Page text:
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jozef (8299)

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Journal of jozef (8299)

Wednesday June 10, 2009
04:21 AM

Need new versions? Use Debian!

[ #39109 ]

This is not a joke even for many people Debian stands for - although stable and working but quite old versions. The important is that the Debian stable stays stable for a few years. Ageing versions is the trade of for the least amount of surprises. But actually we all need new/recent versions. Not for everything but for the SW/packages that we really use. So what has Debian to offer in this case?

  1. install from source
  2. back-porting
  3. packaging on-your-own
  4. mixing releases

1. install from source
we'll there is not too much to discuss this, everyone can use CPAN shell, compile Apache or use `./configure && make && make install` like in any other Linux distribution.

2. back-porting
There are already made backports just to take. There are some tutorials how to do it on the web and there is plenty more info just use the search engine. Basically what the process involves is to add sources line to /etc/apt/sources.list with someting like: "deb-src testing main non-free contrib" and `apt-get source libmoose-perl`. If you are lucky `cd libmoose-perl-0.74 && debuild` will create a .deb with Moose version 0.74. If not you will have to back-port some other dependency that is required.

3. packaging on-your-own
There are couple of ways how to package new things. If the CPAN module is already package with some older version, a good start is to get the source of that old version and reuse the debian/ folder from it by copying it to the extracted recent version. In most cases updating debian/changelog and the new dependencies in debian/control will be all the steps for packaging. If the module is not packaged then you can try `dh-make-perl --cpan Moose`. This script will download recent Moose and will try the best it can to prepare all files in debian/ folder. Even better tool is offered by CPANPLUS +CPANPLUS::Dist::Deb. A command `cpan2dist --verbose --format CPANPLUS::Dist::Deb Moose` will create cpan-libmoose-perl with recent dependencies "compatible" with system Perl. More info and an automated repository can be found @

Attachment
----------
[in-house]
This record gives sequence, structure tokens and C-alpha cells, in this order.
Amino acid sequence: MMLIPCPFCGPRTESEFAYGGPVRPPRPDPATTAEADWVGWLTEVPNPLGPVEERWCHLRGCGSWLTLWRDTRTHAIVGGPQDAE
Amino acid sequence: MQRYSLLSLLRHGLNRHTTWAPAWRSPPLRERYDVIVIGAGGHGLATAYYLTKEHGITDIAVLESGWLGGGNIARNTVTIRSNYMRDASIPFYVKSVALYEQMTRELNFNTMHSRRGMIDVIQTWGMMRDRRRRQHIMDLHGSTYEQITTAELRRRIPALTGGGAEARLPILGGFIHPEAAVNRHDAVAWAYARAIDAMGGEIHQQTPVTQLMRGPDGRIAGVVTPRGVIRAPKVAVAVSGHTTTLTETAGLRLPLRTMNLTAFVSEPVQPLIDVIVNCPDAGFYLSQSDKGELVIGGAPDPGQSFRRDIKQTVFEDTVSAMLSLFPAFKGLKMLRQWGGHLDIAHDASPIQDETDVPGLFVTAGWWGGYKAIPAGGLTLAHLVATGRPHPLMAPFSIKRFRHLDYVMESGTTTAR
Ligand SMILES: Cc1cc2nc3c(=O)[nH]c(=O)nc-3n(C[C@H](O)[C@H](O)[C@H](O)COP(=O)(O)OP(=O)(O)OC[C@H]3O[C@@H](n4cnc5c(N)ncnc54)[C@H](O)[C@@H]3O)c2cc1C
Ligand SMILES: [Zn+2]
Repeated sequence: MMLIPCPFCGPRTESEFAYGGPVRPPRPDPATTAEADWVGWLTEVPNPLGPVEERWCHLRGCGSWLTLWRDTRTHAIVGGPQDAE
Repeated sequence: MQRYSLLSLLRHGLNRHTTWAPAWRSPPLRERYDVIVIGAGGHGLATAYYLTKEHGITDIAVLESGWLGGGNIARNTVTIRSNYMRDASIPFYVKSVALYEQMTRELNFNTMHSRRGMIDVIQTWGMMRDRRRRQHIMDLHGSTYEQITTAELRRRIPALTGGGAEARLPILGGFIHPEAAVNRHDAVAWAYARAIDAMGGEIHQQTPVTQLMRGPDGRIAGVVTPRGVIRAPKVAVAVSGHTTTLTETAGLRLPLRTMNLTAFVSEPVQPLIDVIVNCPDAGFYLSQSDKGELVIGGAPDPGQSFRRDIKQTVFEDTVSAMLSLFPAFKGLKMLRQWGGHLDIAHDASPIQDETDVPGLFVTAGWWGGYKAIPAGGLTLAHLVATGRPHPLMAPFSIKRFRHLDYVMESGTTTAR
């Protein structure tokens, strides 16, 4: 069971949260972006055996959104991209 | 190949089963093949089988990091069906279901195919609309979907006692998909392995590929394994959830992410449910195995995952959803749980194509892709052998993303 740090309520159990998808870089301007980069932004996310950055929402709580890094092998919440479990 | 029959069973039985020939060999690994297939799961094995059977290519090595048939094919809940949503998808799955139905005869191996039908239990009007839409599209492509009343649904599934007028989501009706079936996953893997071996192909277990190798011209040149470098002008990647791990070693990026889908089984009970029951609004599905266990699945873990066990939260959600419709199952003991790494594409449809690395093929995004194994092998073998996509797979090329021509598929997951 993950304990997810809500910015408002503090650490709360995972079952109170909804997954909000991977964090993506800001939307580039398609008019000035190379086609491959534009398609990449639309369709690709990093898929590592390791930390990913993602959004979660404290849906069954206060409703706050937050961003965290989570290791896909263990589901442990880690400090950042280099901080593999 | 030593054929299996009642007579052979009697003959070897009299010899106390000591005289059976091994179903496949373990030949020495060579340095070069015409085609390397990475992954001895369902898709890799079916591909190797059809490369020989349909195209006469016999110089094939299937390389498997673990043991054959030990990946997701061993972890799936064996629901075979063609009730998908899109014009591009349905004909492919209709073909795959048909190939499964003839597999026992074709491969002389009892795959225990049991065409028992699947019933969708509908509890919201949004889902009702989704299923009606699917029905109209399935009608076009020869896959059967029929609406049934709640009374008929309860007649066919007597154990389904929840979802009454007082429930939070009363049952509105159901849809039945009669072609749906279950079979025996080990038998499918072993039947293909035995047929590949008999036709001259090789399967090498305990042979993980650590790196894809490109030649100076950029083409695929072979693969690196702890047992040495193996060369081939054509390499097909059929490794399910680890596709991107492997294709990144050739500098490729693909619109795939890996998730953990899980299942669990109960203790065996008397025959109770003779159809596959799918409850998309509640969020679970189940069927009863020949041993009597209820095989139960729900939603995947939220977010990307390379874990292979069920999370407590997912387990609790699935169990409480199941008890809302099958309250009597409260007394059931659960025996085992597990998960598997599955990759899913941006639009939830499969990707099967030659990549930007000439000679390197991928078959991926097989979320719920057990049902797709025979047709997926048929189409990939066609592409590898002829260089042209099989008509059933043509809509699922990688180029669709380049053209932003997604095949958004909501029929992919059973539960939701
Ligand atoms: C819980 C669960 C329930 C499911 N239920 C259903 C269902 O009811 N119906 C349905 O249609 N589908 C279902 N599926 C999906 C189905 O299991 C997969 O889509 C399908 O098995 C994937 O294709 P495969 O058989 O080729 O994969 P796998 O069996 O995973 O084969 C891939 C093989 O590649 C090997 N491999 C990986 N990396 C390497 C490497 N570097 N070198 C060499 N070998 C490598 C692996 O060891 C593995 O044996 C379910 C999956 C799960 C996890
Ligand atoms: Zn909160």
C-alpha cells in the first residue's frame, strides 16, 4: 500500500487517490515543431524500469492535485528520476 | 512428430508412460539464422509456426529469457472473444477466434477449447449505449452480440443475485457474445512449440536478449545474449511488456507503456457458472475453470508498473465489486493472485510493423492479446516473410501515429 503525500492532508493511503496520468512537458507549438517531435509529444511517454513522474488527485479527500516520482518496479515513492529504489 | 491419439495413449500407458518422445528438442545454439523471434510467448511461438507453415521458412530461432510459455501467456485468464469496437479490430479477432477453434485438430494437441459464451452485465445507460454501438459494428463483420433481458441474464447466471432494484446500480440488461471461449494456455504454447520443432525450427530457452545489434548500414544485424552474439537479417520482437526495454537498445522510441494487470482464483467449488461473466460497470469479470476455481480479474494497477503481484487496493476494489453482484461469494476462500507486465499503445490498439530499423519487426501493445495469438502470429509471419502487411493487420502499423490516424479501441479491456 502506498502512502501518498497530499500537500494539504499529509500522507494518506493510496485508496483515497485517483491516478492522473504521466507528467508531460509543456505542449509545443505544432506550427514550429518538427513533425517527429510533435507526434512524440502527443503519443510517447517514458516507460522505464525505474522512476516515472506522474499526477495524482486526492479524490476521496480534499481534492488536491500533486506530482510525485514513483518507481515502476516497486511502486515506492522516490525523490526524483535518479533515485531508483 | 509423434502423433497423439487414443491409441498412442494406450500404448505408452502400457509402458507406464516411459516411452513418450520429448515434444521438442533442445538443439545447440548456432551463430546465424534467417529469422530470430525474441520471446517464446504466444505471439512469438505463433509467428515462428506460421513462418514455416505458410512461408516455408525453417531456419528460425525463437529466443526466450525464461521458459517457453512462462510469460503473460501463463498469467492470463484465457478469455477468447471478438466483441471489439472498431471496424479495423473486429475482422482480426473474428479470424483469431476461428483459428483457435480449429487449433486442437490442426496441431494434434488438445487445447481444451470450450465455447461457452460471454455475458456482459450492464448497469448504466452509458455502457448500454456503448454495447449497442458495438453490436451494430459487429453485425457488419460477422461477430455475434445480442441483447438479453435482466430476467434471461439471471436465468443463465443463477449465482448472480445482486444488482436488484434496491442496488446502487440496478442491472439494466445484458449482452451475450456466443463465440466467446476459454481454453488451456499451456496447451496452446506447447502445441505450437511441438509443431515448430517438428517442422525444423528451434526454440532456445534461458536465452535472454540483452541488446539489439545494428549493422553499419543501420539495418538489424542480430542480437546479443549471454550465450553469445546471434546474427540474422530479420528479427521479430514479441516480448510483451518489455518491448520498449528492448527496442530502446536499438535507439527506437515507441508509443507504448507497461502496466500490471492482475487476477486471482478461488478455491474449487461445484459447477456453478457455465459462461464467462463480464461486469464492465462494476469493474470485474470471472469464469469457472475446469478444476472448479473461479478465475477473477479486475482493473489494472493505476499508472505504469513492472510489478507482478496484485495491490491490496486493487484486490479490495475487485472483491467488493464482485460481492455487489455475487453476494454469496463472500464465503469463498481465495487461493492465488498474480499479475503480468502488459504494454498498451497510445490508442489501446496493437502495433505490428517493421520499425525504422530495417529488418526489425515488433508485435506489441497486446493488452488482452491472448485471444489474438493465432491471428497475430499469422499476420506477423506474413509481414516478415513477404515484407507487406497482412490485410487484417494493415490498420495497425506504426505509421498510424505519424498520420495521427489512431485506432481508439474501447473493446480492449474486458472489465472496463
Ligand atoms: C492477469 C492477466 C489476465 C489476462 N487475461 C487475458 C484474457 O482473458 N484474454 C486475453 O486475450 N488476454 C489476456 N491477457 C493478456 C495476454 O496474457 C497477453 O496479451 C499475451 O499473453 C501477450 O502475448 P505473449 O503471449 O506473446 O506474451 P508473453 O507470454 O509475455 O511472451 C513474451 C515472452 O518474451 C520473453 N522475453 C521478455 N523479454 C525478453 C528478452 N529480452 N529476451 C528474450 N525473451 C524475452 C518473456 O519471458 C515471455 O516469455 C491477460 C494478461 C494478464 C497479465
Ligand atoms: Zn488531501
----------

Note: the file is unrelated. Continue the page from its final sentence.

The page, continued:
4. mixing releases
Mixing releases is a way how to install only minimum subset of testing/unstable packages to the stable release, as everyone has a different needs and taste. How? Set the /etc/apt/sources.list like this:

# lenny (stable)
deb lenny main non-free contrib
deb-src lenny main non-free contrib
deb lenny/updates main contrib non-free
deb-src lenny/updates main contrib non-free
# squeeze (testing)
deb testing main non-free contrib
deb-src testing main non-free contrib
# sid (unstable)
deb unstable main non-free contrib
#deb-src unstable main non-free contrib

and /etc/apt/preferences like:

Package: *
Pin: release a=stable
Pin-Priority: 800

Package: *
Pin: release a=testing
Pin-Priority: 700

Package: *
Pin: release a=unstable
Pin-Priority: 600

Now even when running `apt-get update && apt-get dist-upgrade` no new versions from testing will be installed. To install a new version from testing || unstable use `apt-get install -t testing libmoose-perl`. Here is what Moose will bring along with him:

Reading package lists... Done
Building dependency tree
Reading state information... Done
The following extra packages will be installed:
libalgorithm-c3-perl libclass-c3-perl libclass-mop-perl libdata-optlist-perl libdevel-globaldestruction-perl liblist-moreutils-perl
libmro-compat-perl libparams-util-perl libscope-guard-perl libsub-exporter-perl libsub-install-perl libsub-name-perl
libsub-uplevel-perl libtest-exception-perl perl perl-base perl-modules
Suggested packages:
perl-doc libterm-readline-gnu-perl libterm-readline-perl-perl
Recommended packages:
libclass-c3-xs-perl netbase
The following NEW packages will be installed:
libalgorithm-c3-perl libclass-c3-perl libclass-mop-perl libdata-optlist-perl libdevel-globaldestruction-perl liblist-moreutils-perl